It goes without saying, that physicians are a very important part of our health care workforce. And importantly, physicians will be an essential part of transforming our health care system towards collaborative care.
The Council of Academic Family Medicine, with support from the American Academy of Family Physicians, released a document outlining four major pillars describing how to address the critical shortage of primary care physicians.
The Michigan Health Council’s Medical Opportunities in Michigan program, a non-profit service that connects employers with physicians, nurse practitioners, and physician assistants, has been at the front line of the burgeoning primary care provider shortage.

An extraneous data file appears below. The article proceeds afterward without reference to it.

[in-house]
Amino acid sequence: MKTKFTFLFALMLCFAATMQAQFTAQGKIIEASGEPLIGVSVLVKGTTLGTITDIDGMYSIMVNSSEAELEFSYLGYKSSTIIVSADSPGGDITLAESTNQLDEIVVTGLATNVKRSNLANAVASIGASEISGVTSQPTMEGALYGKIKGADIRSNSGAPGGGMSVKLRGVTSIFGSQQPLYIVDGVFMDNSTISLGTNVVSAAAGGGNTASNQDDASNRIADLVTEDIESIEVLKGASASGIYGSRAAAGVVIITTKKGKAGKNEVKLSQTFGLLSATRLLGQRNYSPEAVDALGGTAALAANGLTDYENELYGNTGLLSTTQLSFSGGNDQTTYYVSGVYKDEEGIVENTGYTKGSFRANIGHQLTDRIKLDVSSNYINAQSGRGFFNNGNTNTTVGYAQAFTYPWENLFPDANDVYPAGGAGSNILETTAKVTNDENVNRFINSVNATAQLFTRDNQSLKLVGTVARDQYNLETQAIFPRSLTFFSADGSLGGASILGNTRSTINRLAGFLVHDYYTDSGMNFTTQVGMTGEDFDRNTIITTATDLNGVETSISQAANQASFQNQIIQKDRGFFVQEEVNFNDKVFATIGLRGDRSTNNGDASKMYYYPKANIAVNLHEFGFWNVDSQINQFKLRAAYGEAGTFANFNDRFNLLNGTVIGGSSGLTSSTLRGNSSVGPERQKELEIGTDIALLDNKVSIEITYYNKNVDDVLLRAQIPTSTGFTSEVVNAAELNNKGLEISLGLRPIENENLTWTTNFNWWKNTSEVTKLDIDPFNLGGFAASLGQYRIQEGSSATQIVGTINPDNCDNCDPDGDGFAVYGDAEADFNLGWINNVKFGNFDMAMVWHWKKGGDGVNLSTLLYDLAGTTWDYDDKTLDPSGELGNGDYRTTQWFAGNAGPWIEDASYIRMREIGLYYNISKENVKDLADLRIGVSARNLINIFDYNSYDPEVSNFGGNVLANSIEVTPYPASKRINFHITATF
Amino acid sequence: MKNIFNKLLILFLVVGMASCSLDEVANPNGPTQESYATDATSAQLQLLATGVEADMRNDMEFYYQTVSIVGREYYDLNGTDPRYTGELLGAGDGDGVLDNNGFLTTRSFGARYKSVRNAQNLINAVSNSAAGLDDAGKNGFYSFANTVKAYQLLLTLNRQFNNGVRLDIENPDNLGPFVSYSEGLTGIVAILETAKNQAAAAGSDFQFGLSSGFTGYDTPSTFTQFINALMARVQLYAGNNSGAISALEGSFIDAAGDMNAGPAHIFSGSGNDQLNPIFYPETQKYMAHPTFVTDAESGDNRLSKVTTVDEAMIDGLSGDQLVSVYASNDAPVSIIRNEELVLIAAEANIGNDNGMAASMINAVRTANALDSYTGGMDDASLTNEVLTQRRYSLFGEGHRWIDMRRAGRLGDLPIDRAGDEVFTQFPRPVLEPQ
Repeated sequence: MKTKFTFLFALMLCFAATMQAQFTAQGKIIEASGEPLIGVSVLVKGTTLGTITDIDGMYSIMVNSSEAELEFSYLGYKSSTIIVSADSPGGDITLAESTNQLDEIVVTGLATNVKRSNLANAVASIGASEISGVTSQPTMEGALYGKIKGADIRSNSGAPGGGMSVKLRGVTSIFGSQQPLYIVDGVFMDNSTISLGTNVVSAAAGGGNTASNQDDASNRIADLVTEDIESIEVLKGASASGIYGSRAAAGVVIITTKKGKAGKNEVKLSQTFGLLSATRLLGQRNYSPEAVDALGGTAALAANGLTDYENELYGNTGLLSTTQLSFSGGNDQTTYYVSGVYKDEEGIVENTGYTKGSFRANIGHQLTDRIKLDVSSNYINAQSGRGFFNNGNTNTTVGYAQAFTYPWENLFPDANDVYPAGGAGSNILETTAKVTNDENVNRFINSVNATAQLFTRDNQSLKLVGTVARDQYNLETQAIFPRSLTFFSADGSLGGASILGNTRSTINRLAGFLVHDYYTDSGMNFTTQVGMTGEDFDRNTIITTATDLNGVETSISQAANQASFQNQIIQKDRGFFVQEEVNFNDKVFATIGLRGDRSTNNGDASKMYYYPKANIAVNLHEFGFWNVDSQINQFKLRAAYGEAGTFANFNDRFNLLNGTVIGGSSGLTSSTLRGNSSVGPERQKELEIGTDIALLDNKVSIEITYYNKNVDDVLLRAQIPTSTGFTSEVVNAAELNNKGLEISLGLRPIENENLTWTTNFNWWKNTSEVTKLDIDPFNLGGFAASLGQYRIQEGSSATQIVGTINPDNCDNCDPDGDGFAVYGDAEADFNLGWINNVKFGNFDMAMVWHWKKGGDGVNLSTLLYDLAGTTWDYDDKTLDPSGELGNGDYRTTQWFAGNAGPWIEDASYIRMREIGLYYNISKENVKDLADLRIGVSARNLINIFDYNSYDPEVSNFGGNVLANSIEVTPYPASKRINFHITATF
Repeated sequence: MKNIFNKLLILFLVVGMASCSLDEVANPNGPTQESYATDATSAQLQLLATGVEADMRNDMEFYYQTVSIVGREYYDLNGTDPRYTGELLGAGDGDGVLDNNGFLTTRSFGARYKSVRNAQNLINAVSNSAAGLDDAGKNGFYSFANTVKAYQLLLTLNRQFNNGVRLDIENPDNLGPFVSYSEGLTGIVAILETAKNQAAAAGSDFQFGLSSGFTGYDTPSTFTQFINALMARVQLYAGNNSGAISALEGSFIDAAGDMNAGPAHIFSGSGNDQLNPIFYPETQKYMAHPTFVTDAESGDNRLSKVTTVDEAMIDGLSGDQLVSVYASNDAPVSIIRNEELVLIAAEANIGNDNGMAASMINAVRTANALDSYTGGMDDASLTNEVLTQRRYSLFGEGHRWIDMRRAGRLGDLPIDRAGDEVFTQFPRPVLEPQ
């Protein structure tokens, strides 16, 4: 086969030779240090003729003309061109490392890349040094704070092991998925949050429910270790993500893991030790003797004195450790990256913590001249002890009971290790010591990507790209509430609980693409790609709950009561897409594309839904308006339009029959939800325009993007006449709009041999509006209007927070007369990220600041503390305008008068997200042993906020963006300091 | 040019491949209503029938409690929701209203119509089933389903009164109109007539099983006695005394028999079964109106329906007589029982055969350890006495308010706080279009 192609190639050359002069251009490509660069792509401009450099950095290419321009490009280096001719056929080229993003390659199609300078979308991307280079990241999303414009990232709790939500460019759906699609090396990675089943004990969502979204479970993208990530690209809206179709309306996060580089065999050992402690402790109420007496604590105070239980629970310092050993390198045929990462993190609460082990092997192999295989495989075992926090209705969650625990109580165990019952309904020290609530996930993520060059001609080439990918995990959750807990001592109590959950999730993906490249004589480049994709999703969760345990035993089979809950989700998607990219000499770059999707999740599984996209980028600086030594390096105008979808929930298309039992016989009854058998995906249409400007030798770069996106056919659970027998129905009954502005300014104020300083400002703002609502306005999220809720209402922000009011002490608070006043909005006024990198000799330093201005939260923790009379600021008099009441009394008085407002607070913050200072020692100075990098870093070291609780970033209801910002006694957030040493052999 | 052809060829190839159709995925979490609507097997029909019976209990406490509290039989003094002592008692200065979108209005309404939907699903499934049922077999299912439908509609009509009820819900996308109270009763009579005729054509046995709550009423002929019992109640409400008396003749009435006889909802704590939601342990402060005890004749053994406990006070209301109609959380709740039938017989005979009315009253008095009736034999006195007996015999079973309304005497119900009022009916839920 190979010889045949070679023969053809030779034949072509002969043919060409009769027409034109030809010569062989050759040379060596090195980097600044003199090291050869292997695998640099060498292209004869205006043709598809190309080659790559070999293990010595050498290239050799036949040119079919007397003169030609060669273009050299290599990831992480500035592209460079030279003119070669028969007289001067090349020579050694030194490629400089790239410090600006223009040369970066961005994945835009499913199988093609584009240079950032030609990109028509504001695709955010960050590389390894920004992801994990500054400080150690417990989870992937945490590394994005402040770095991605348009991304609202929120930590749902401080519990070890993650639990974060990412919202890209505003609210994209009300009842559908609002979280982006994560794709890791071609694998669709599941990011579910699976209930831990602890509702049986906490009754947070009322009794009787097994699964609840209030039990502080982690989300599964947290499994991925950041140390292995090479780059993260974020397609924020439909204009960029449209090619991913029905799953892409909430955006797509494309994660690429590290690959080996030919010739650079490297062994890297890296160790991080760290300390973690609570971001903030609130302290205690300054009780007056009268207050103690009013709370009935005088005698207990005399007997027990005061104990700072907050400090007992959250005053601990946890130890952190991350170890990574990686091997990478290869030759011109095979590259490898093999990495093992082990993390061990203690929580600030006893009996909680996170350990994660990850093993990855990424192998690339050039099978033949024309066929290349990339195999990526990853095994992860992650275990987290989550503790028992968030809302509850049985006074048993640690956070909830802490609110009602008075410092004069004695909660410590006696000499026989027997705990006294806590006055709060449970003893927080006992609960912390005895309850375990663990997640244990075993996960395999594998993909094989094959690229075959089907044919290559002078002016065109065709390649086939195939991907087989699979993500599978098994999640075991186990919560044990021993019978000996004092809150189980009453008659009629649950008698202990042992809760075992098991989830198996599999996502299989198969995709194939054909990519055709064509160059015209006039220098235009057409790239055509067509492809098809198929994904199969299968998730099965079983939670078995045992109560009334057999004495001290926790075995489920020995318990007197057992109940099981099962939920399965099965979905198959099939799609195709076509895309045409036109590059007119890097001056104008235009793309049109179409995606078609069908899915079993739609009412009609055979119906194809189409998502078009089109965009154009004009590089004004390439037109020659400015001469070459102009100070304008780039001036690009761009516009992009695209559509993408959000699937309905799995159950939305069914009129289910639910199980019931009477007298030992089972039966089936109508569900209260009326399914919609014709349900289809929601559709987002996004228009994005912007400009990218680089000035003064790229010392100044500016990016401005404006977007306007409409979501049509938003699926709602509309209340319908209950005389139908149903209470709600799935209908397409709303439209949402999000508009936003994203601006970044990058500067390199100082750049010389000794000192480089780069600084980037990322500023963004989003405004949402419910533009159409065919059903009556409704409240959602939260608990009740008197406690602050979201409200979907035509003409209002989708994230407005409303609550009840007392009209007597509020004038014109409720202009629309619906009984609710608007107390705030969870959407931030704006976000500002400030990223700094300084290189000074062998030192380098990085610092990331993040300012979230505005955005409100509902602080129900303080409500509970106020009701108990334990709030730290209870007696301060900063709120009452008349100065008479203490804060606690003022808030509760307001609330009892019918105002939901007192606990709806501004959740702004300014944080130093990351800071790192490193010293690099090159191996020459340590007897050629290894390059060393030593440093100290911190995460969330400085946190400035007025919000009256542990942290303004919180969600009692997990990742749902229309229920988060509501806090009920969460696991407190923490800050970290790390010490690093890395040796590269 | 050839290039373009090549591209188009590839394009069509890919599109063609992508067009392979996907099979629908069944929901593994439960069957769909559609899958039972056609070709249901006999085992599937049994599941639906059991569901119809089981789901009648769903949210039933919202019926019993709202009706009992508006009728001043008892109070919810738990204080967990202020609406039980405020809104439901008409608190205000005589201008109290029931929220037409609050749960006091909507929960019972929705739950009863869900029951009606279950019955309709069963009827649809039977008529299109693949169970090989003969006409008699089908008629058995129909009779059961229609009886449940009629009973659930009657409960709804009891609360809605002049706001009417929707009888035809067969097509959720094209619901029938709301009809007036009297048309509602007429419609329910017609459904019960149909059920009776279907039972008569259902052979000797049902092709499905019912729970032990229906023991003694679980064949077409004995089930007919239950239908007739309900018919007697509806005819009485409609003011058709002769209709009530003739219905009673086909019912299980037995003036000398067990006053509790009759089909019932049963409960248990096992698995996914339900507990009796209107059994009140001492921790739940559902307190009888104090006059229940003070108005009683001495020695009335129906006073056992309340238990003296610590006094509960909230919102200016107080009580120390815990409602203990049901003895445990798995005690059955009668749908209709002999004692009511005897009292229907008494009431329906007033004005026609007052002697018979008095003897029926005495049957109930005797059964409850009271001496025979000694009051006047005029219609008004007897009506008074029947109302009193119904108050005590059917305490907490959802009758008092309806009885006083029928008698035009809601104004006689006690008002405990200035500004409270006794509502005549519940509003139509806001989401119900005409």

In rural Michigan, the primary care provider shortage isn’t looming – it’s here now. These recommendations could make a very real difference in the lives of families today.
The four pillars include the following:
Prospective medical students need to be exposed to primary care role models at an earlier age and broader range of medical students, especially those from rural and low-income backgrounds, need to be considered as candidates for medical school.
Medical Education Process
Additional mentorship opportunities from inspiriting primary care role models needs to be considered a priority in medical education.
Transforming the actual delivery of care away from a siloed, physician-only method of care towards interprofessional and team-based care can expand access to care.
Addressing the economics of family practice by both reducing the cost in student loan debt to become a physician and narrowing the pay gap between primary care and specialty providers by transitioning away from the fee-for-service model will impact the incentives for primary care.